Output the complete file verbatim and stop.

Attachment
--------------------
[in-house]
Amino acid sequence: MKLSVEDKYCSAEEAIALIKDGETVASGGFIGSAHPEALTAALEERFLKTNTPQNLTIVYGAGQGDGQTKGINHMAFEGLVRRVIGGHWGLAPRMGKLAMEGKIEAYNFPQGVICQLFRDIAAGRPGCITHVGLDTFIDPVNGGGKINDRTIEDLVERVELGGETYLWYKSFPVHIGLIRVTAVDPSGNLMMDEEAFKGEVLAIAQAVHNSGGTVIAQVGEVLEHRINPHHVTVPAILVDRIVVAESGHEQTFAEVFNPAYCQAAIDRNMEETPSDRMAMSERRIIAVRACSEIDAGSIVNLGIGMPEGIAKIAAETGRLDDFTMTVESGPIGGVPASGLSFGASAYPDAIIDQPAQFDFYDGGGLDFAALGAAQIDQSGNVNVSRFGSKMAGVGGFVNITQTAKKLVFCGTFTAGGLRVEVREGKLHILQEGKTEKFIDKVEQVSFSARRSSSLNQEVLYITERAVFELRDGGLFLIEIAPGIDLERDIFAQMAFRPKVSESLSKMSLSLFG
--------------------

[in-house]
Amino acid sequence: MKLSVEDKYCSAEEAIALIKDGETVASGGFIGSAHPEALTAALEERFLKTNTPQNLTIVYGAGQGDGQTKGINHMAFEGLVRRVIGGHWGLAPRMGKLAMEGKIEAYNFPQGVICQLFRDIAAGRPGCITHVGLDTFIDPVNGGGKINDRTIEDLVERVELGGETYLWYKSFPVHIGLIRVTAVDPSGNLMMDEEAFKGEVLAIAQAVHNSGGTVIAQVGEVLEHRINPHHVTVPAILVDRIVVAESGHEQTFAEVFNPAYCQAAIDRNMEETPSDRMAMSERRIIAVRACSEIDAGSIVNLGIGMPEGIAKIAAETGRLDDFTMTVESGPIGGVPASGLSFGASAYPDAIIDQPAQFDFYDGGGLDFAALGAAQIDQSGNVNVSRFGSKMAGVGGFVNITQTAKKLVFCGTFTAGGLRVEVREGKLHILQEGKTEKFIDKVEQVSFSARRSSSLNQEVLYITERAVFELRDGGLFLIEIAPGIDLERDIFAQMAFRPKVSESLSKMSLSLFG